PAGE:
Mystery of the Magi Solved? An Interview With Fr. Dwight Longenecker

The Magi Journeying (Les rois mages en voyage), by James Tissot, from 1886-1894.

By Al Perrotta Published on December 21, 2020

It’s one of those biblical stories guaranteed to generate a smirk from the anti-Christian scrooges. Indeed, it does seem fantastical: Magi from a distant land cross the desert bearing gold, frankincense and myrrh for little baby Jesus. Toss in a magical star that guides them, and who wouldn’t be suspicious?

Yet, Stream contributor Fr. Dwight Longenecker has done something rather wonderful. He actually studied the scriptures, dug deep into the historical background, and solved the mystery of the Magi. Yes, they were real and he tells us who they are in a phenomenal book called Mystery of the Magi: The Quest to Identify the Three Wise Men.

We were able to grab Fr. Longenecker during this busy holiday season to ask him about the Magi. The interview has been slightly edited for clarity.

The Stream: Your subtitle is ‘The quest to identify the three wise men.’ What sent you on your quest?

I was asked to write an article about the Magi and decided to look at the Old Testament prophecies in Psalm 72 and Isaiah 60. They indicated that the magi came from Sheba, Seba, Ephah, Midian and Kedar. Sheba and Seba are the same. This is the Kingdom of Sheba from which the Queen of Sheba came to pay homage to King Solomon. Sheba was located in Southern Arabia — present day Yemen. Midian, Kedar and Ephah are tribes settled in Western Arabia, present day Jordan and Saudi Arabia.

This was contrary to the majority opinion that the Magi came from Persia, so I began to look into this alternative origin of the Magi and found that the facts fit Arabia far better than Persia.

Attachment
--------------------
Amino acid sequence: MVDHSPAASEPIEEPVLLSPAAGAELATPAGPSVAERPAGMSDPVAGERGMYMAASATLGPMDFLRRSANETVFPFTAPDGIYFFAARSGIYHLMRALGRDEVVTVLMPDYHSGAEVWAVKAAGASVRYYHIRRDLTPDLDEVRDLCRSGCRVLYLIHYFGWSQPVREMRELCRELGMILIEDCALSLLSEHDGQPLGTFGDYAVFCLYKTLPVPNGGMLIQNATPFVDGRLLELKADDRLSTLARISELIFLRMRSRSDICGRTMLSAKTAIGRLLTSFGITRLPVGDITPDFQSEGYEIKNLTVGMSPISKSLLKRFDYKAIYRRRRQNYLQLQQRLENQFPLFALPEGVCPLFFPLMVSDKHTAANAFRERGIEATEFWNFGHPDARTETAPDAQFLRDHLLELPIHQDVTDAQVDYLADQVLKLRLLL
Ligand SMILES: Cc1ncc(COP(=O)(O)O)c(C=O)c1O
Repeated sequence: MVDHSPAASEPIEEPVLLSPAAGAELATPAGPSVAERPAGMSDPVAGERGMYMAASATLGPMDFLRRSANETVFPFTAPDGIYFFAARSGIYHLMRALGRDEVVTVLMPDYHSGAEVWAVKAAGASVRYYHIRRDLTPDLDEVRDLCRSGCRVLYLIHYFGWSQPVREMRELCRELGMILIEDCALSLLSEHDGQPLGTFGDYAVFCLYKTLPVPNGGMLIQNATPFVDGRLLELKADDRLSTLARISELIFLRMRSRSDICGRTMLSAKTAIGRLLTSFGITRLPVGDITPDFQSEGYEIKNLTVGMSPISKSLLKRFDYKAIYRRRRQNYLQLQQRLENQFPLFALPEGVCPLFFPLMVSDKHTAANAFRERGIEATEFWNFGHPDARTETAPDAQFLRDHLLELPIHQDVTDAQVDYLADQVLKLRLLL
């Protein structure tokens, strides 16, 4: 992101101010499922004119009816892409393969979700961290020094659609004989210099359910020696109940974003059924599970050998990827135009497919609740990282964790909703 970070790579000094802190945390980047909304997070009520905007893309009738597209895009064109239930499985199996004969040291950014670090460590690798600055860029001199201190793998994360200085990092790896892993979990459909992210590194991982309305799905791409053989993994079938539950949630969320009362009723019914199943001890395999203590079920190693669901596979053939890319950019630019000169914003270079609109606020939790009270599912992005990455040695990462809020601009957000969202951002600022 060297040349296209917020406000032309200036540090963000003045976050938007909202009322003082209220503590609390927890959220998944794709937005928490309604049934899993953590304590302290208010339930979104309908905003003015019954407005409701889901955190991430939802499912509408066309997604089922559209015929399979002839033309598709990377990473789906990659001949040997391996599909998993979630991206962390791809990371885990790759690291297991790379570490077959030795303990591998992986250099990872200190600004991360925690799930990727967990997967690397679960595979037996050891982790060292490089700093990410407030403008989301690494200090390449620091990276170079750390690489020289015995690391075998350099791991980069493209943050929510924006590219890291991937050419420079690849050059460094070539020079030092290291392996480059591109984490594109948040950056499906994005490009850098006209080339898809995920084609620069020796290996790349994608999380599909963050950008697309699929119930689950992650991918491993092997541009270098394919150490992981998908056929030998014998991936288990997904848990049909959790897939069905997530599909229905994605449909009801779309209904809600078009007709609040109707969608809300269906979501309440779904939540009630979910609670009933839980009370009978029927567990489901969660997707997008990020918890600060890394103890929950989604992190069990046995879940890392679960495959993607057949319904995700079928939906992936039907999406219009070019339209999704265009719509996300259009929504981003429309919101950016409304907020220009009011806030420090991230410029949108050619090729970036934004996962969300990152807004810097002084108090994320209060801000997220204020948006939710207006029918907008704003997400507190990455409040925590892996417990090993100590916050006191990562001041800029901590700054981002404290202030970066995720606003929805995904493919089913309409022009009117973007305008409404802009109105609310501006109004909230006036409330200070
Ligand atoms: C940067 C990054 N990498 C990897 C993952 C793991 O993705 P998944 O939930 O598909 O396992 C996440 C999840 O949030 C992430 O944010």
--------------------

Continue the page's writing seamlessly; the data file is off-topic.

The Stream: Let’s clear away the brush. We all know the image of the three wise men from Christmas pageants and songs. What in our Christmas ‘mythology’ can we eliminate when searching for the truth about the Magi?

The Magi story is the most elaborated story from the New Testament. As early as the beginning of the second century the extra Biblical writings were exaggerating the story and embellishing the story with extra meaning and extra details. Some of these embellishments were done by early church preachers — others were done by heretical groups — Gnostics and groups influenced by the heretical teachings of the prophet Mani (Manicheanism). I went back to Matthew’s gospel and cleared away the clutter.

What is some of the clutter? That there were three. Matthew never says that. That they were kings. This was a preaching point drawing conclusions from the prophecies of Psalm 72 and Isaiah 60. Matthew doesn’t say they were kings.

Camels? That also comes from Isaiah 60 not Matthew.

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That they followed a magical star that led them on a long desert journey? This comes from fifth and sixth century gnostic writings about the Magi.

That they have names Balthasar, Melchior and Gaspar? In the fifth and sixth centuries there are about a half dozen extra Biblical versions from different areas of the Middle East — all with different sets of names.

That they were the three ages of man — old, young and middle aged? That they represent the three racial groups? This is from the eighth century and further into the Middle Ages. Matthew doesn’t mention any of these details.

The Stream: Now that we have three kings from the orient out of the way, what are our solid clues from scripture?

Matthew says they came “from the East.” He was writing to the Jews in the area of Jerusalem-Judea. For them “the East” was the huge territory controlled by the Nabateans — present day Saudi Arabia, Jordan, Syria, most of Iraq and Lebanon. We know this was “the East” for them not only because that kingdom lies to the East of Judea, but also because in the Old Testament “the people of the East” most often refers to the various tribes of the Arabian peninsula.

The Stream: How important is it to grasp how Matthew’s readers would have understood what he was saying?

They used the term “the East” to refer to this territory as we would refer to “the South” and everyone knows that means certain states in the U.S. Also, in the Old Testament the “people of the North” are the Assyrians and Persians — present day Iran — because you traveled North and then East to get there.